In the spring of 1883, Captain Wylie entered the employ of the Ashtabula Towing Company, as master of the tug Red Cloud, and sailed her four seasons. In the winter of 1885-86 he went to Warsaw, N. Y., to build salt blocks; in 1887 was appointed master of the tug John Gordon, and sailed her until the fall of 1891. Next spring he brought out new the tug William D., and sailed her five consecutive years to this writing. During the twenty years he has been engaged exclusively in the tugging business, Captain Wylie has given the best of satisfaction, his boats having all been free from mishaps. He has made some notable rescues, among them the saving of two men from a capsized small boat, a third man being drowned before he could get to him. He took the crew off the schooner Parker while at anchor off Ashtabula during a fall gale and in danger of going ashore. He also, with a volunteer crew of six tug men in a lifeboat, took the crew off the schooner Nevada, which soon afterward went to pieces in a furious storm. On another occasion he jumped overboard from his tug and saved the life of a young man named Charles Huff.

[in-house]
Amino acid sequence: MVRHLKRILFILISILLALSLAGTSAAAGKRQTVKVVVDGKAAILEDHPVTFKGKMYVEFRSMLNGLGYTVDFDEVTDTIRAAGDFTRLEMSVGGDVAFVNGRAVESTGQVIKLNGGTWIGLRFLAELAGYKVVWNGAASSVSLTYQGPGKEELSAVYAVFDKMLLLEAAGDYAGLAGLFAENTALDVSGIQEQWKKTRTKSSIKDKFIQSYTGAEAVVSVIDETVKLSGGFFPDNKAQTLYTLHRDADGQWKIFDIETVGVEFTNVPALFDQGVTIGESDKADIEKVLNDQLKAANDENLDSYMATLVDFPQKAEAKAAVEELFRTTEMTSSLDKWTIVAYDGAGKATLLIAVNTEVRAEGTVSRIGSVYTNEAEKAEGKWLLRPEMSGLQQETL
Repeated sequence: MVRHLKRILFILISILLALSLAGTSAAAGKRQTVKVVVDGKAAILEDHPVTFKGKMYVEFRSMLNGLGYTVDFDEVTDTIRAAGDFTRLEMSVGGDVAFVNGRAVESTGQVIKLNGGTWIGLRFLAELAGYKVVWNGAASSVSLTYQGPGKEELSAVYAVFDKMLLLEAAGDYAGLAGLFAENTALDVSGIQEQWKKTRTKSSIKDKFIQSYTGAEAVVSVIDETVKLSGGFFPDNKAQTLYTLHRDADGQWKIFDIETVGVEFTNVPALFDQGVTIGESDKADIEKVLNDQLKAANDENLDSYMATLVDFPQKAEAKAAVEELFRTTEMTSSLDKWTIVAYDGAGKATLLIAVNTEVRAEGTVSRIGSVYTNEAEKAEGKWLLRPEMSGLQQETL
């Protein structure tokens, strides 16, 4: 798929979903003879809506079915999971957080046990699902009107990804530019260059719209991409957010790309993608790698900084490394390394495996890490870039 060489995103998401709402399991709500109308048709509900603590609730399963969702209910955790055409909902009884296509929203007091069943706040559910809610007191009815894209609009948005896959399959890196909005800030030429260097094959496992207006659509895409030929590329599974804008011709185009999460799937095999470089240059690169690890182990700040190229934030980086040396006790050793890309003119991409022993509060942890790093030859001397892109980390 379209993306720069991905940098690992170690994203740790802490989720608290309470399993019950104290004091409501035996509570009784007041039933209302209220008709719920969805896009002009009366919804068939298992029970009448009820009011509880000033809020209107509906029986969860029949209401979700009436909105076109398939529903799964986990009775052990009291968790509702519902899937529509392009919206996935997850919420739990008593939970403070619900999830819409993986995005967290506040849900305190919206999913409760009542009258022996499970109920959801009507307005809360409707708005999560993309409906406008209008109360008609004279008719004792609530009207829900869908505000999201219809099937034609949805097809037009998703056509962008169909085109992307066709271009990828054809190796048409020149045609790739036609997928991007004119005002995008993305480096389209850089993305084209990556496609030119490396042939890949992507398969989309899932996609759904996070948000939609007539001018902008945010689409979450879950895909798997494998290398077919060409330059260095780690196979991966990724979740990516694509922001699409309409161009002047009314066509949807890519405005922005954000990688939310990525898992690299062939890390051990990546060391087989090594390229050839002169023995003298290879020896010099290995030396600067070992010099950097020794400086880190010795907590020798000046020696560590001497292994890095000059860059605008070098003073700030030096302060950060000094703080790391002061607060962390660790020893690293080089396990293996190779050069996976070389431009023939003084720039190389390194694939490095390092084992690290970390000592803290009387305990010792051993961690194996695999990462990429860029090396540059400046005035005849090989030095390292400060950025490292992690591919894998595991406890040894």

Socially Captain Wylie is a Royal Arch Mason, having passed the degree of Master many years ago. He is in possession of a Masonic heirloom which has been handed down over a hundred years through several generations, and is a relic of great interest. It is composed of polished bone, squared and beveled on two edges, with a square and compasses engraved and colored apparently with red India ink, and in each of the beveled surfaces is engraved an arrow, each pointing in different directions and also colored red. It is not known how long the original possessor (a Mr. Wood) had it. Mr. Wood lived in York, England, and when his son, Erastus Wood, came to America in 1805 he gave it to his son; at his death it was passed into the hands of his wife, and when she died in 1871 it was received by her daughter, while in 1872 it was given to the great-granddaughter of Mr. Wood, who is now Mrs. Terry, and she in turn passed it down to her daughter's husband, Capt. E. J. Wylie, as a Christmas present with a gold plate on the reverse side bearing the dates "1776-1897."